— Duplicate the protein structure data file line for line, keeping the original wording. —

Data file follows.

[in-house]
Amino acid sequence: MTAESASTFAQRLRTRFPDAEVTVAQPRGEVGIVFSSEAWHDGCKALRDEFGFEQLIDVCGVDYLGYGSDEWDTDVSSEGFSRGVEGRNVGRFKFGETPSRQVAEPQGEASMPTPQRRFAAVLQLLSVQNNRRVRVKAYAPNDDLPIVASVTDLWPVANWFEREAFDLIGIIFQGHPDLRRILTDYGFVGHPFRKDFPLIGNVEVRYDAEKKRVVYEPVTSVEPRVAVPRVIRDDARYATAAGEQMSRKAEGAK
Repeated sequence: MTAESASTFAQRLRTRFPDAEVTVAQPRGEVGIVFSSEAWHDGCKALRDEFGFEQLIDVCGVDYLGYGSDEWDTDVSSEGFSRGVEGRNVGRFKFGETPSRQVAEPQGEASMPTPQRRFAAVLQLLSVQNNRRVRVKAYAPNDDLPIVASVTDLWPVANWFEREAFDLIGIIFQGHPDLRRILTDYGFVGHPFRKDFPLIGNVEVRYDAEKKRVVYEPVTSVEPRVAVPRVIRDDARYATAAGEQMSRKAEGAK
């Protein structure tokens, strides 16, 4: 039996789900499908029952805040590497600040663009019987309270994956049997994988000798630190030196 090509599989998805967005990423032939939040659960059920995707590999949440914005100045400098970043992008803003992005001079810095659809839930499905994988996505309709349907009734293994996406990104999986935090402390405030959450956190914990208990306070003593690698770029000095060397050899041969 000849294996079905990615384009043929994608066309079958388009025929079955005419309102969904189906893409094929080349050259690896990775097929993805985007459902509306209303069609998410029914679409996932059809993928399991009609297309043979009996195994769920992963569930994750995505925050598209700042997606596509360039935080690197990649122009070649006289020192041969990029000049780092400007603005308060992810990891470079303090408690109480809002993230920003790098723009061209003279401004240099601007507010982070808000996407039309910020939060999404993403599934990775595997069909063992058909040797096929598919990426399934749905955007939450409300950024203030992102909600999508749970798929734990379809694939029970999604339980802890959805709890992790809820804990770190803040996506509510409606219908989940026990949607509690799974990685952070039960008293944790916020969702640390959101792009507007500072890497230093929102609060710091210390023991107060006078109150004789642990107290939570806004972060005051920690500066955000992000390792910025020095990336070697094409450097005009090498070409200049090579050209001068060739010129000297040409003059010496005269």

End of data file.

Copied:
[in-house]
Amino acid sequence: MTAESASTFAQRLRTRFPDAEVTVAQPRGEVGIVFSSEAWHDGCKALRDEFGFEQLIDVCGVDYLGYGSDEWDTDVSSEGFSRGVEGRNVGRFKFGETPSRQVAEPQGEASMPTPQRRFAAVLQLLSVQNNRRVRVKAYAPNDDLPIVASVTDLWPVANWFEREAFDLIGIIFQGHPDLRRILTDYGFVGHPFRKDFPLIGNVEVRYDAEKKRVVYEPVTSVEPRVAVPRVIRDDARYATAAGEQMSRKAEGAK
Repeated sequence: MTAESASTFAQRLRTRFPDAEVTVAQPRGEVGIVFSSEAWHDGCKALRDEFGFEQLIDVCGVDYLGYGSDEWDTDVSSEGFSRGVEGRNVGRFKFGETPSRQVAEPQGEASMPTPQRRFAAVLQLLSVQNNRRVRVKAYAPNDDLPIVASVTDLWPVANWFEREAFDLIGIIFQGHPDLRRILTDYGFVGHPFRKDFPLIGNVEVRYDAEKKRVVYEPVTSVEPRVAVPRVIRDDARYATAAGEQMSRKAEGAK
């Protein structure tokens, strides 16, 4: 039996789900499908029952805040590497600040663009019987309270994956049997994988000798630190030196 090509599989998805967005990423032939939040659960059920995707590999949440914005100045400098970043992008803003992005001079810095659809839930499905994988996505309709349907009734293994996406990104999986935090402390405030959450956190914990208990306070003593690698770029000095060397050899041969 000849294996079905990615384009043929994608066309079958388009025929079955005419309102969904189906893409094929080349050259690896990775097929993805985007459902509306209303069609998410029914679409996932059809993928399991009609297309043979009996195994769920992963569930994750995505925050598209700042997606596509360039935080690197990649122009070649006289020192041969990029000049780092400007603005308060992810990891470079303090408690109480809002993230920003790098723009061209003279401004240099601007507010982070808000996407039309910020939060999404993403599934990775595997069909063992058909040797096929598919990426399934749905955007939450409300950024203030992102909600999508749970798929734990379809694939029970999604339980802890959805709890992790809820804990770190803040996506509510409606219908989940026990949607509690799974990685952070039960008293944790916020969702640390959101792009507007500072890497230093929102609060710091210390023991107060006078109150004789642990107290939570806004972060005051920690500066955000992000390792910025020095990336070697094409450097005009090498070409200049090579050209001068060739010129000297040409003059010496005269």